Mackdog--O-H! Not sure if your into American football, but if you are it was a nice winter indeed!

    Pete Tar--thanks for the compliment!

    Hevach--I knew that was misspelled as soon as I typed it! Unfortunately I forgot about it and didn't edit. ;-) oh well, it was worth a laugh.

    Pigeonkak--that story reminds me of Mothman, the cryptid that was 'seen' in the Ohio River area between Ohio and West Virginia. It was supposedly there to warn of a bridge collapse in the '60. One correction though, Oswald tested once sharpshooter in the Marines; Oliver Stone was the one that invented the myth he wasn't. Even his lowest score was marksmen. These qualification though are up to subjective measure, and so are easily manipulated into 'Oswald was a bad shot' do to equivocating on the word 'good' and 'bad.' CTer like to muddy evidence they don't like by showing them subjective views, but the somehow turning around and using them as objective proof of the opposite. "Tom says the hamburger at this bar is good, but he calls McDonald's hamburger good too. So obviously the hamburger at this bar is bad."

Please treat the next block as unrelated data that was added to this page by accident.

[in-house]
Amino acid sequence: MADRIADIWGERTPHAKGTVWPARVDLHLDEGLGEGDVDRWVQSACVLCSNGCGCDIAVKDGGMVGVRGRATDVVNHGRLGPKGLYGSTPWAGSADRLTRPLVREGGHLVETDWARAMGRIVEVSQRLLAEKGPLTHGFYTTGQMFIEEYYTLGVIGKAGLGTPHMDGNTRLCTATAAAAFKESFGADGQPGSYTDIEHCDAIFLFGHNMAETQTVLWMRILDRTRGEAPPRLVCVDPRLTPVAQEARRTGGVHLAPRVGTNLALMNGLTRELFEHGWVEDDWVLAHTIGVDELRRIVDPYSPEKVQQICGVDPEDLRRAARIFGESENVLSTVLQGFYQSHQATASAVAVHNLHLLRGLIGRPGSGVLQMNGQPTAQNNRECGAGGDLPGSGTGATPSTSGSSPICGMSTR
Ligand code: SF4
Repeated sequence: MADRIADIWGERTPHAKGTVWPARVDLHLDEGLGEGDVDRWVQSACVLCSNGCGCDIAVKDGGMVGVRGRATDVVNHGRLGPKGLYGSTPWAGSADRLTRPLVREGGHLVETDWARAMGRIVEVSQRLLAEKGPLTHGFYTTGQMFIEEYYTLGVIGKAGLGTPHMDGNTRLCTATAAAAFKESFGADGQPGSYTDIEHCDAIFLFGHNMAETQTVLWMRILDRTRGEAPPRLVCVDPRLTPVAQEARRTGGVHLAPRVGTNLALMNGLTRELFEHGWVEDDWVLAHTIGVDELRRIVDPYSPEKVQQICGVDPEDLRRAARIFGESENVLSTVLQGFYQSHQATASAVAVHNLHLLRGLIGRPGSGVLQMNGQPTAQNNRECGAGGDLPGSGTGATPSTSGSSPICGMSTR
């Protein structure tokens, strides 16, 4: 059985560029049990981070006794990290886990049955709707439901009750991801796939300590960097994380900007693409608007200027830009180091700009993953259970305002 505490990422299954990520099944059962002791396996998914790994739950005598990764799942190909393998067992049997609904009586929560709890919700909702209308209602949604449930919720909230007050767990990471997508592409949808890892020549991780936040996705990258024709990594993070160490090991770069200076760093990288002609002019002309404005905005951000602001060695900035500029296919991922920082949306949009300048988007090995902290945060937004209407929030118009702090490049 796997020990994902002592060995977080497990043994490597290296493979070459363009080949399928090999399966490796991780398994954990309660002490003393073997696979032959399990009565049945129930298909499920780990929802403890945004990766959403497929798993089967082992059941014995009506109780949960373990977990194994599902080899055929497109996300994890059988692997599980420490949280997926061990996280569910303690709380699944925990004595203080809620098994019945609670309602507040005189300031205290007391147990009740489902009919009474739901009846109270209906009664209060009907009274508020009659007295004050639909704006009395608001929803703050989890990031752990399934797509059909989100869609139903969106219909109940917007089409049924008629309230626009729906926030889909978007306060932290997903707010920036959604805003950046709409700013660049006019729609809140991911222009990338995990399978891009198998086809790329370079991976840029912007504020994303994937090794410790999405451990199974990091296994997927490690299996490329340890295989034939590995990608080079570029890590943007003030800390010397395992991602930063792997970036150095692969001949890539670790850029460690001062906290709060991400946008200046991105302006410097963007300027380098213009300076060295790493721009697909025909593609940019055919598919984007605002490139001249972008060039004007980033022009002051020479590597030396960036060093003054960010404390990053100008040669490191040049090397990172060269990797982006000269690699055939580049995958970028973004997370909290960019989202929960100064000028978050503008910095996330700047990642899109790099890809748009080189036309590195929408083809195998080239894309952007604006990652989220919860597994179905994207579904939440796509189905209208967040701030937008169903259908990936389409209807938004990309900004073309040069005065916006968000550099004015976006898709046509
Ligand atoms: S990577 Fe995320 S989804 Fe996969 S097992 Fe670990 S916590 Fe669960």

14. Idrinkyourmilkshake

    Idrinkyourmilkshake New Member

    After I jettisoned my beliefs in a JFK conspiracy (one that also included MLK and Bobby Kennedy), Alien visitation, and shamefully reverse speech, I had ignored the like. By this time I was a full on skeptic, and look at much of life through its perspective. The only time I experienced the subject was from an analytic view, " what led me down the rabbit hole?" This mainly comprised of seeing an article on the subject online, or in Psychology Today, or a rare NPR segment. I didn't devote much time on it.